Transaction cost economics (TCE) has been extensively applied by international business scholars to analyze joint ventures and strategic alliances. It provides a theoretical basis to analyze how firms organize their transactions with other firms, and hence their choices of governance structures, for example, between JVs and other organizational forms. However, TCE has also been frequently critiqued and empirical findings on some of the constructs derived from TCE find inconsistent results. This chapter critically evaluates the TCE literature on cross-border business activity to evaluate to what extent this empirical literature actually supports or refutes TCE-based arguments, and to provide directions for future research. We identify four major challenges: (1) the level of analysis used to proxy transaction costs, (2) contextual drivers of transaction costs, especially in emerging economies, (3) the theoretical ambiguity of TCE arguments with respect to distance and experience, and (4) the assumption that JVs are a flexible (low-risk) mode of operation. This discussion leads to suggestions on how to design empirical research more consistent with the theory.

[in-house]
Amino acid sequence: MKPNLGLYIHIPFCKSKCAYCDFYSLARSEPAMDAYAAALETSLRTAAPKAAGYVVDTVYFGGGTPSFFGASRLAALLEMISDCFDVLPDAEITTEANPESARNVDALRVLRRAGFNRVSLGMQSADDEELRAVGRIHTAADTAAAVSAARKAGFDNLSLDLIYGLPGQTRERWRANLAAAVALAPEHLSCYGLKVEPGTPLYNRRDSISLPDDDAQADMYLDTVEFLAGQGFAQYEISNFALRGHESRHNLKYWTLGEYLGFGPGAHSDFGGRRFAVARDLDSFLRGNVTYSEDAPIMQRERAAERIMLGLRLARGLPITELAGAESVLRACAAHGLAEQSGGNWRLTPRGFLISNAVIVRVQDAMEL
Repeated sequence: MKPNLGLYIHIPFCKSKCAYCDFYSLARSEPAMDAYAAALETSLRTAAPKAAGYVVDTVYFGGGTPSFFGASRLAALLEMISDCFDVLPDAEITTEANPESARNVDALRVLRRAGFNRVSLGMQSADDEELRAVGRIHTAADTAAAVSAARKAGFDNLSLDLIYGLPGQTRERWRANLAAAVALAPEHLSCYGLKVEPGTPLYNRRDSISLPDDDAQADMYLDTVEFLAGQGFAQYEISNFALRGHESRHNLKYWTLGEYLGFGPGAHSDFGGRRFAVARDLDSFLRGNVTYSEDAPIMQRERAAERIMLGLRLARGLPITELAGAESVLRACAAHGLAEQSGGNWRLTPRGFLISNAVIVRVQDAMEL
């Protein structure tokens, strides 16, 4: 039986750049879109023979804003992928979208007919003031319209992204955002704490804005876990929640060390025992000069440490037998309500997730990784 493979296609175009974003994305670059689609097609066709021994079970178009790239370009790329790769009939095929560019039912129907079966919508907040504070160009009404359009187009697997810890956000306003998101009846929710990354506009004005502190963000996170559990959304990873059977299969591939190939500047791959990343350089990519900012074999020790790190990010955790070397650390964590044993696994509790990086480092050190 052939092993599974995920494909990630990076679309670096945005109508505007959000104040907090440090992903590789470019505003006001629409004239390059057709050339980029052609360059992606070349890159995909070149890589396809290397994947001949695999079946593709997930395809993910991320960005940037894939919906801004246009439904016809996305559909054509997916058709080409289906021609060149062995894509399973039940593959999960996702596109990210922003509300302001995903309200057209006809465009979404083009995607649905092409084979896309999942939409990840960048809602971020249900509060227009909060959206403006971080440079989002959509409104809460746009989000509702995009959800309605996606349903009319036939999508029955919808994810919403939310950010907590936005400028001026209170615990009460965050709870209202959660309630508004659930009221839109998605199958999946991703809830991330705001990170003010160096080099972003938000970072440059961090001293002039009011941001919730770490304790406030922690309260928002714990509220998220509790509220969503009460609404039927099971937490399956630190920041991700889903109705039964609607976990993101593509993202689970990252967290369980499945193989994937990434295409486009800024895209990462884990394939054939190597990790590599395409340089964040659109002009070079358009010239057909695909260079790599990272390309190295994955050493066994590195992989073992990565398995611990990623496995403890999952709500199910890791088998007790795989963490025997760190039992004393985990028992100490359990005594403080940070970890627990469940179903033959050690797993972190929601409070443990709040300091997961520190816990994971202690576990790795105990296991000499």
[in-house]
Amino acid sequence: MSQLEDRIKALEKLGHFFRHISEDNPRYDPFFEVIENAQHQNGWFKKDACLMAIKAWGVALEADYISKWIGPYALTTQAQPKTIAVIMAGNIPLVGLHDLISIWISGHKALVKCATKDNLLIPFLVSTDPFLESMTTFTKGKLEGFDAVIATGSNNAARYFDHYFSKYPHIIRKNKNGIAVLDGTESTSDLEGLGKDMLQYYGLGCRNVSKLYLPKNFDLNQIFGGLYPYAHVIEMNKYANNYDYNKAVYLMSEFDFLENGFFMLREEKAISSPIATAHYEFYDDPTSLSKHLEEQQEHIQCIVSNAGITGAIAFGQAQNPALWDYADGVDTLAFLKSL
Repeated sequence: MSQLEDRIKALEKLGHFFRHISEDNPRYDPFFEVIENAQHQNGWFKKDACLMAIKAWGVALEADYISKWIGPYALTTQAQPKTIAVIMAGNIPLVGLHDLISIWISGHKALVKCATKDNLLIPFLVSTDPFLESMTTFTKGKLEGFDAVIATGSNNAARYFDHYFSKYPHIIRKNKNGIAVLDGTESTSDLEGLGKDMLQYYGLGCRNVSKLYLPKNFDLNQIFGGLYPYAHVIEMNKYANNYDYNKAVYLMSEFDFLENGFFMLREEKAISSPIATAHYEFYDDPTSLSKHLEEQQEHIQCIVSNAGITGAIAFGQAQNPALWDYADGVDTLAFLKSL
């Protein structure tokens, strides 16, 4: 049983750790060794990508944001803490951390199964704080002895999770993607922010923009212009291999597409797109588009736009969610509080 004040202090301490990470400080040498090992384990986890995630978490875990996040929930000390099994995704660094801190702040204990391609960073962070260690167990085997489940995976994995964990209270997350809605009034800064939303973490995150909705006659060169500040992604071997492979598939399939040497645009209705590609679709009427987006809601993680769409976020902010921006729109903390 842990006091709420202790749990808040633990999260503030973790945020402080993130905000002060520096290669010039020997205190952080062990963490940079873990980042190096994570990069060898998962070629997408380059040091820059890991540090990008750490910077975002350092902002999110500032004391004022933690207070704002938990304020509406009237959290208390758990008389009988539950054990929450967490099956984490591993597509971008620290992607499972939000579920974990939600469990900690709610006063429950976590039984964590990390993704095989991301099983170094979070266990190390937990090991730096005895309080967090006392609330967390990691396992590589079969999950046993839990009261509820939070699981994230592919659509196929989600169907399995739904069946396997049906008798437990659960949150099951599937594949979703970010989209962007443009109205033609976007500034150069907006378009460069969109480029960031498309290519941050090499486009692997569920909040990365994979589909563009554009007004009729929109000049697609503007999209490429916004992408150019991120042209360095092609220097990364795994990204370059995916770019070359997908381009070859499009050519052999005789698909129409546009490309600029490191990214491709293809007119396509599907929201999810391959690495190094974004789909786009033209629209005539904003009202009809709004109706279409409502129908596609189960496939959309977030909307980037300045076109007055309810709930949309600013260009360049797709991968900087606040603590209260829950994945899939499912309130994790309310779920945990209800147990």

Jiani Wang, Yi Tan and Manhong Liu
The chapter elaborates on the business angel (BA) market in China, which has developed significantly since its emergence at the end of the 1990s. The increasing numbers of successful cashed-out entrepreneurs emerging from the Internet and high-tech has resulted in the emergence of angel investment. Currently, there are numerous angel groups and matchmaking services that have served to enhance the market. The authors show that the investment behavior of Chinese BAs is very similar to that in western countries, but Chinese BAs are younger, invest more infrequently and lack an understanding of BA investing. The authors also emphasize the need to understand the role of the government in the BA market in improving the regulation and environment of BA investments.